“The day healthcare can fully embrace AI is the day we have a revolution in terms of cutting costs and improving care.”–Fei-Fei Li
In part two of this 2-part series, Oriana Beaudet and Dan Pesut discuss a healthcare future that includes automation, artificial intelligence and robots. And what about potential disruptive futures that change everything?
“Constant attention by a good nurse may be just as important as a major operation by a surgeon.”
– Dag Hammarskjold
While many futures are generalists, there is a need for foresight professionals centered on specific fields, as well. Perhaps no area is more in need of innovative outlooks for the future than healthcare. With rising costs, aging populations and personnel shortages, the challenges are many. But so are the opportunities to employ emerging technologies. In the first part of a two part series, host Mark Sackler discusses these challenge with two nursing Ph.D.’s, Oriana Beaudet and Dan Pesut. Part One addresses the need for foresight both in nursing specifically and healthcare in general, as well as the global challenges of an aging population. Part two will drill down to individual ssues, including automation, robotics and artificial intelligence as caregiving tools for the future.
“There is something called bioethics that is probably the least ethical thing on the planet right now.”–Elizabeth Parrish
Welcome to the second year of the Seeking Delphi™ podcast. We eneded 2017 with Part One of Ending Aging, featuring an interview with the author of Ending Aging, SENS foundation Chief Science Officer, Aubrey de Grey. 2018 kicks off with part two of Ending Aging, featuring Bioviva CEO, Elizabeth Parrish. In 2015 she became the first person ever to receive genetic editing therapies to reverse some aspects of biological aging. Her comments–especially the one above–are well worth the while of anyone with interest in the subject.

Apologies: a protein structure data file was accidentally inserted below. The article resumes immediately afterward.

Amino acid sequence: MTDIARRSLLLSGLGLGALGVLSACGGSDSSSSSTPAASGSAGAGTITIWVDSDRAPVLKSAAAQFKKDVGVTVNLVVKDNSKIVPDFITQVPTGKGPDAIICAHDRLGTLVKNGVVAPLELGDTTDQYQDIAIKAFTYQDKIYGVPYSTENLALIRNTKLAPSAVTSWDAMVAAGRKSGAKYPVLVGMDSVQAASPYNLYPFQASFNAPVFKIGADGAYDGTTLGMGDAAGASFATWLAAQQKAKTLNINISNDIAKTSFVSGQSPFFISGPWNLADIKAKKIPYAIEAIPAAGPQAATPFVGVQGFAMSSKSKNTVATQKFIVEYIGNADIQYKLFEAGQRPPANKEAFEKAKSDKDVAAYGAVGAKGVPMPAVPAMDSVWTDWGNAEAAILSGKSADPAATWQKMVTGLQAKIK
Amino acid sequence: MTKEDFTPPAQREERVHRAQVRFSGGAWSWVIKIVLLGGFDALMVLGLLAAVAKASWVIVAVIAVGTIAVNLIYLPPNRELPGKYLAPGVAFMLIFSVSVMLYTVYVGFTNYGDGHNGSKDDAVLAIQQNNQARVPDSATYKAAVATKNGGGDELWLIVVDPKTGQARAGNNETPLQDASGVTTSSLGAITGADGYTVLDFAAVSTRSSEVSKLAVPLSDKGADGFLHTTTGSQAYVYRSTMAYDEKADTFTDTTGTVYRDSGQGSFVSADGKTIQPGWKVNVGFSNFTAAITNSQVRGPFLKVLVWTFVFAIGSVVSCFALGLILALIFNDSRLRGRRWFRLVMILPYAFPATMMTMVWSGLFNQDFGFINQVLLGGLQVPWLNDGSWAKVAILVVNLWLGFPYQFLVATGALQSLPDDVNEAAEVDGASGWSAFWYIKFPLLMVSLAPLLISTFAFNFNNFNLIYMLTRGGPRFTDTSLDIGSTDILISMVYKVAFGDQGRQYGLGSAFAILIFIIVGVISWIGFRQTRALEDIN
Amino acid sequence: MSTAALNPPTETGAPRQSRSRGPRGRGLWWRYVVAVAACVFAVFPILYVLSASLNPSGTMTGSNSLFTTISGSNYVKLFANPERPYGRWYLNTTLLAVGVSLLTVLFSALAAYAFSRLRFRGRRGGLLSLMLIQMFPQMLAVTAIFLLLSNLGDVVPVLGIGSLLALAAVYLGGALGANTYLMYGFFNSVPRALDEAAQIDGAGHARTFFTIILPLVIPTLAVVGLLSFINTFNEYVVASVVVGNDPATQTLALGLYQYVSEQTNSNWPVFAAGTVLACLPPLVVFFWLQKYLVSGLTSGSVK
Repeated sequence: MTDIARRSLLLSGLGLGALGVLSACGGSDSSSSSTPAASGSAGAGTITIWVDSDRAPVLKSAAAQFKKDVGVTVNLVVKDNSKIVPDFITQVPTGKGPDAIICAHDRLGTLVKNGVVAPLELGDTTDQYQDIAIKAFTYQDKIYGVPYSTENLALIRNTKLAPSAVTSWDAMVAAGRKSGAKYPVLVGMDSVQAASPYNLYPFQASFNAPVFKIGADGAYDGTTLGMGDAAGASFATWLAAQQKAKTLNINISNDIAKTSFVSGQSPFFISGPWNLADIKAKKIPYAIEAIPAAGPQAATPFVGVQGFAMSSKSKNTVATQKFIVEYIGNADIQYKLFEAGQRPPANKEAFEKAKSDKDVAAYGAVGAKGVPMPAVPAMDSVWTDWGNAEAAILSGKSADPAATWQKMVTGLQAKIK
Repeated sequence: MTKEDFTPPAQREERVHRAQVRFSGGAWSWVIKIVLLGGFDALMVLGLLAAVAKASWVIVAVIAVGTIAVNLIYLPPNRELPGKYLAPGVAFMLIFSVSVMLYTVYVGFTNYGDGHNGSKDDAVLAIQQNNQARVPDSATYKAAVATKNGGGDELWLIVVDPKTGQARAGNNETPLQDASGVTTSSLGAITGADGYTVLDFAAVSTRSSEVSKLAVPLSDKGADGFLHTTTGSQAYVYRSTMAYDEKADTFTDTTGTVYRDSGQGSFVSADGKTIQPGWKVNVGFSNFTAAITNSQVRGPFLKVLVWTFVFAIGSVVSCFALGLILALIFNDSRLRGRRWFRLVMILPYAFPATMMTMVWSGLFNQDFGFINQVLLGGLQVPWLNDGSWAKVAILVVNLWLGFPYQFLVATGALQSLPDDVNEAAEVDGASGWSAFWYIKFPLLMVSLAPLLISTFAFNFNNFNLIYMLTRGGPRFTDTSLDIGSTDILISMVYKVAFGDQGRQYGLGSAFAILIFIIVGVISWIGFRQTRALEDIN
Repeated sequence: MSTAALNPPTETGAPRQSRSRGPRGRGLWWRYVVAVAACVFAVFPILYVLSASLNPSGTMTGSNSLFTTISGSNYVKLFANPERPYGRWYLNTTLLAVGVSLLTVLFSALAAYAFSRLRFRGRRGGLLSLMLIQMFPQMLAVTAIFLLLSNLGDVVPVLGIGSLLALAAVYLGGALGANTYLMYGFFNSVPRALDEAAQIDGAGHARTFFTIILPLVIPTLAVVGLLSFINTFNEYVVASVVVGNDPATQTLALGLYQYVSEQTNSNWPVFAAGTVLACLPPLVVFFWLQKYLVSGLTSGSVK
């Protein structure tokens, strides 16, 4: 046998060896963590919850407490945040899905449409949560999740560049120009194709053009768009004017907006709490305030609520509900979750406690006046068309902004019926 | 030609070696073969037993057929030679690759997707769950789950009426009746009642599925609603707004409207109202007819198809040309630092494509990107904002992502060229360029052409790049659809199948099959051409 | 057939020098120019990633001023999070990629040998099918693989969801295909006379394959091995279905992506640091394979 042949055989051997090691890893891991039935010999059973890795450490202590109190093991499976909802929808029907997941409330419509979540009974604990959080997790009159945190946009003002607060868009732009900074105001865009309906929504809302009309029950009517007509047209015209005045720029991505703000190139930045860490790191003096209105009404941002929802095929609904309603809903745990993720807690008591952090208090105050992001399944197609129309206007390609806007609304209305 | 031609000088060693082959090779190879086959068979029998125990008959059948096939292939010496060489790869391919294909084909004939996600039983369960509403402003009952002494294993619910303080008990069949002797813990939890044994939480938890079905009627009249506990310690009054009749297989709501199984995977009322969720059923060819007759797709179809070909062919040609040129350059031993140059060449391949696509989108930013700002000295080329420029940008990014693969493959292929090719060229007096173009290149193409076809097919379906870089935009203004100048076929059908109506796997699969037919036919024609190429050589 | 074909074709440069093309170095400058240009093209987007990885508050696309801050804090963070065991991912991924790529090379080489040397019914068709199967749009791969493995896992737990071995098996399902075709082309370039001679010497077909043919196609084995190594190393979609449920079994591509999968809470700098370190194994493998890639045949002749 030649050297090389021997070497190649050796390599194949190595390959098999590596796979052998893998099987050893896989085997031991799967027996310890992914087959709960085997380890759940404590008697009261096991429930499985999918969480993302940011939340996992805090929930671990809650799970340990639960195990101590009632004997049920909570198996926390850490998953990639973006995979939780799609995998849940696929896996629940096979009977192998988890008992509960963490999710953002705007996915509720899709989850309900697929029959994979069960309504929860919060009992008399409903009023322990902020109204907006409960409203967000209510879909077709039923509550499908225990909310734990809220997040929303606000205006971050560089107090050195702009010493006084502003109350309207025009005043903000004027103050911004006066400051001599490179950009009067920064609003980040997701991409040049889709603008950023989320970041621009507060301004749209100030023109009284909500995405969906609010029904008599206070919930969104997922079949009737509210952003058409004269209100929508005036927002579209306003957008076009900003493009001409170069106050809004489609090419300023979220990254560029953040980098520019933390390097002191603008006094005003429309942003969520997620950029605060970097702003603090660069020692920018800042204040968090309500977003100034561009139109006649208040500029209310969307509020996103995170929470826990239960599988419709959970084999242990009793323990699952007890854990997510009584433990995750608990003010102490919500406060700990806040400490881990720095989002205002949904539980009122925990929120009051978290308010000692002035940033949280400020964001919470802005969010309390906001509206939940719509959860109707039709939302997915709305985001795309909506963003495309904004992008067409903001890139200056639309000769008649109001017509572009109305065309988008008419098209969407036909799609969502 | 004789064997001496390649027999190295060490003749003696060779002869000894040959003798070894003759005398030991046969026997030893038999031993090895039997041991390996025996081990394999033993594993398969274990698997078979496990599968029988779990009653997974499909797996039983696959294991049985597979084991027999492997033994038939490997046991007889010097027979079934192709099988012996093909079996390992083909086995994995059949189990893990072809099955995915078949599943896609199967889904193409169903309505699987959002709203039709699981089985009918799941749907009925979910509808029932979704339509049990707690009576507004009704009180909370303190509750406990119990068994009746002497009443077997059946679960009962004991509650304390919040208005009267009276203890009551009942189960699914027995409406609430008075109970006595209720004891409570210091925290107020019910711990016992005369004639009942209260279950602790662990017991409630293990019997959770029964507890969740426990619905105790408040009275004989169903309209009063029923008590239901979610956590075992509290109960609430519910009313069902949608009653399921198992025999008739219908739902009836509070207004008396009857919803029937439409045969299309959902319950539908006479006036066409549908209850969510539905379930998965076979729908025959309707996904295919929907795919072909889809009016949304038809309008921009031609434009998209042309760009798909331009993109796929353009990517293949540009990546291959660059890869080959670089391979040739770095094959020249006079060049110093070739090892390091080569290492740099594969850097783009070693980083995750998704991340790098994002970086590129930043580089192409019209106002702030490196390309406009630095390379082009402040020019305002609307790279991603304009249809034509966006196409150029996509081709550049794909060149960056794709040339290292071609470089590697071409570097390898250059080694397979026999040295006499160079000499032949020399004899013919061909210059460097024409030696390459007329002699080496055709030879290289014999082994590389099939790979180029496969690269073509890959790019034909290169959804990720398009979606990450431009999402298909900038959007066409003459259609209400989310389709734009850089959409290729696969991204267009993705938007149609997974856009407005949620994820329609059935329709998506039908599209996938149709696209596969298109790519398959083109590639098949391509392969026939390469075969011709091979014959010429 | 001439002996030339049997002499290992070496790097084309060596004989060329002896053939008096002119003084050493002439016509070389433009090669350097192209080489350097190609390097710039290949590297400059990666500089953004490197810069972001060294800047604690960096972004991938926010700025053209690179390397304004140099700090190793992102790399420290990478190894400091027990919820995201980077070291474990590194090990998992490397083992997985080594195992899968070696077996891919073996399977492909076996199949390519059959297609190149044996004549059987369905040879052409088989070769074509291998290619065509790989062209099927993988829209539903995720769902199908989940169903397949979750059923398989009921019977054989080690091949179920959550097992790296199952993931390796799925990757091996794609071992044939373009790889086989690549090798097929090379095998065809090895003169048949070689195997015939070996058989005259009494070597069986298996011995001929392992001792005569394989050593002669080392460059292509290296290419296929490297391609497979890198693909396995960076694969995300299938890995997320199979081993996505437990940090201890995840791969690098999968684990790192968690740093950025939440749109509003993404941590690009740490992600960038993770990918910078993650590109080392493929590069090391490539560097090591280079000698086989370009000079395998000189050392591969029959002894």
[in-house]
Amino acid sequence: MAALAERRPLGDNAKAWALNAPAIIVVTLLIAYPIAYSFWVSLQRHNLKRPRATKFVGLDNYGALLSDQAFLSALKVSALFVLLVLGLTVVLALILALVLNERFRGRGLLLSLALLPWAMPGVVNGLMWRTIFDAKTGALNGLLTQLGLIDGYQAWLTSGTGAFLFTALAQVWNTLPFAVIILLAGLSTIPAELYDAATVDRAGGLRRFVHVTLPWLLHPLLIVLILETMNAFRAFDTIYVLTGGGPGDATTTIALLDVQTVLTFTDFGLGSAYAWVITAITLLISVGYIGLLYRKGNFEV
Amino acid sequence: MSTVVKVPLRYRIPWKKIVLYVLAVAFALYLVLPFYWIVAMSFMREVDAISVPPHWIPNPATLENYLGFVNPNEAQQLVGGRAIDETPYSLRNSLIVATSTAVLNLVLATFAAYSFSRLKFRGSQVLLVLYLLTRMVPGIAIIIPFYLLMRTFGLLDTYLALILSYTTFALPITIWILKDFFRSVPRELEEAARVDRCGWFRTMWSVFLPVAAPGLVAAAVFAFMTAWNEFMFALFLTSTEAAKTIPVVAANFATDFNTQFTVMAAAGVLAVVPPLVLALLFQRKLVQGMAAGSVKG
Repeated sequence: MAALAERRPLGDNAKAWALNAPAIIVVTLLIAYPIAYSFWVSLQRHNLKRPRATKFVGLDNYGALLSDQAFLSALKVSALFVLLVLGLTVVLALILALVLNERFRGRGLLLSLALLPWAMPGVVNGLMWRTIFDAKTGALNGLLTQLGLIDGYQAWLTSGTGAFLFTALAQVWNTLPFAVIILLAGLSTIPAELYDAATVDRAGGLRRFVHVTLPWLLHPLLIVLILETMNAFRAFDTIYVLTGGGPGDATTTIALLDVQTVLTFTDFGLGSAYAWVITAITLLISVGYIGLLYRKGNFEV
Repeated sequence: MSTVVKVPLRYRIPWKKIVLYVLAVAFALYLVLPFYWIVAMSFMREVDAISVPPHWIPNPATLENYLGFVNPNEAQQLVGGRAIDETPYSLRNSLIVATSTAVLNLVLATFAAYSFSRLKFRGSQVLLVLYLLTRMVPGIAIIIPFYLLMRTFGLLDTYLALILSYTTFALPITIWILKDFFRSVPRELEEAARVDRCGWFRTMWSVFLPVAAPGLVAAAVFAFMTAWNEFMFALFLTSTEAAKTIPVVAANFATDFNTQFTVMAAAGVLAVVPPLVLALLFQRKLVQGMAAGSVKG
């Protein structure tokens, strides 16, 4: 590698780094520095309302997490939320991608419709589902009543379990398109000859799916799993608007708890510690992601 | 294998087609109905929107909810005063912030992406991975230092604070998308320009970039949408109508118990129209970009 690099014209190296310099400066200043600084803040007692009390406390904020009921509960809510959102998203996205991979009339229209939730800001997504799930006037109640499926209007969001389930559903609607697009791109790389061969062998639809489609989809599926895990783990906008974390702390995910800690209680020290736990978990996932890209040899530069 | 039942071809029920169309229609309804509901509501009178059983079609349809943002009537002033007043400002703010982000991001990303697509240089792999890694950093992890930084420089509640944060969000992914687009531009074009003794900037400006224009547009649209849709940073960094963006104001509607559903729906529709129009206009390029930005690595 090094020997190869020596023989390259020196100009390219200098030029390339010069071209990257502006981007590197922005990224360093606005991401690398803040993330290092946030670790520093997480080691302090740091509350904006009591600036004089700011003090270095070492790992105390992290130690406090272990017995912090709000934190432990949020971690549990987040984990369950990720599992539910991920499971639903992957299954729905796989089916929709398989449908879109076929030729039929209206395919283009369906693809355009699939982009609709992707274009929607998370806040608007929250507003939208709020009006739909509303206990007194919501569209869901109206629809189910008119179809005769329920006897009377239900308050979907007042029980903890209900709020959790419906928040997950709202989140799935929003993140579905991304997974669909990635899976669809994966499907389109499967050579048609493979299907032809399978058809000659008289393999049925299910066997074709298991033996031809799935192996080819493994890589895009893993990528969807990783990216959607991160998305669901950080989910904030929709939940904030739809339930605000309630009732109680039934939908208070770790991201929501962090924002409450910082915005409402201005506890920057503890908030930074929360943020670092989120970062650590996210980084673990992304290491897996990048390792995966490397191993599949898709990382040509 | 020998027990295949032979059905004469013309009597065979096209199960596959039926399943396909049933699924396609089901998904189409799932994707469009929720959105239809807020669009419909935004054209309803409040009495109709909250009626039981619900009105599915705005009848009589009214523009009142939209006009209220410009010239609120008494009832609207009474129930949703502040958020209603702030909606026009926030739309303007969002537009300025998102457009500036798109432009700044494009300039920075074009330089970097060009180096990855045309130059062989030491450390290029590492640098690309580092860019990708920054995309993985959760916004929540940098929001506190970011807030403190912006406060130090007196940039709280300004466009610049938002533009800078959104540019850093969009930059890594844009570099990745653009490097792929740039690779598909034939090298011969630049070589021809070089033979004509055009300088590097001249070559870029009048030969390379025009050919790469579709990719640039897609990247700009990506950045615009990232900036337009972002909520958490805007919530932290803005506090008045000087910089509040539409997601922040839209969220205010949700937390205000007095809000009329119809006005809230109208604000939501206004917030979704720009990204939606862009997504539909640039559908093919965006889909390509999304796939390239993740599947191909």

Links to relevant stories appear after the audio file and embedded YouTube video below. A reminder that this and all Seeking Delphi ™podcasts areavailable on iTunes, PlayerFM, and has a channel on YouTube. You can also follow us onFacebook and on twitter @MarkSackler
Episode #20. Ending Aging, Part Two, with Elizabeth Parrish
YouTube slide show of Episode #20
And in case you missed it, ending aging, Part 1, with Aubrey de Grey
“Aging is mostly the failure to repair.”–Gregory Benford
One man who agrees wholeheartedly with Gregory Benford is Aubrey de Grey. He’s the author of Ending Aging, and chief science officer of the SENS Foundation, a 501-(c)(3) non-profit dedicated to researching the reversal of human aging. His approach focuses on 7 areas of cellular and molecular damage, the repair of which he believes to be the keys to effective rejuvenation therapy. He joins me in this episode of Seeking Delphi™ for a lively discussion on the present state of the anti-aging art.
Links to relevant stories appear after the audio file and embedded YouTube video below. A reminder that this and all Seeking Delphi ™podcasts areavailable on iTunes, PlayerFM, and has a channel on YouTube. You can also follow us onFacebook
Even as lifestyle issues like smoking, obesity, distracted driving and drug overdoses have of late limited life expectancy gains in the west, there continue to be breakthroughs in anti-aging research at breathtaking pace. At some point–maybe soon–we may experience a period of anti-aging therapy deployment such that average life expectancy increases by one or more years every year. How long will we live, then? And the bigger question is: what will be the implications for civilization and the earth as a whole?
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In episode one of Seeking Delphi, the podcast, I spoke with David Wood, chair of London Futurists, about his book The Abolition of Aging. Specifically, we talked about his bold forecast of a 50% probability of widely available, affordable rejuvenation therapy being available by 2040. In part two of my interview with David, we discuss a few of the wide ranging implications for society, should radical longevity extension become a reality. Retirement, work, sustainability and the meaning of life itself are all in play.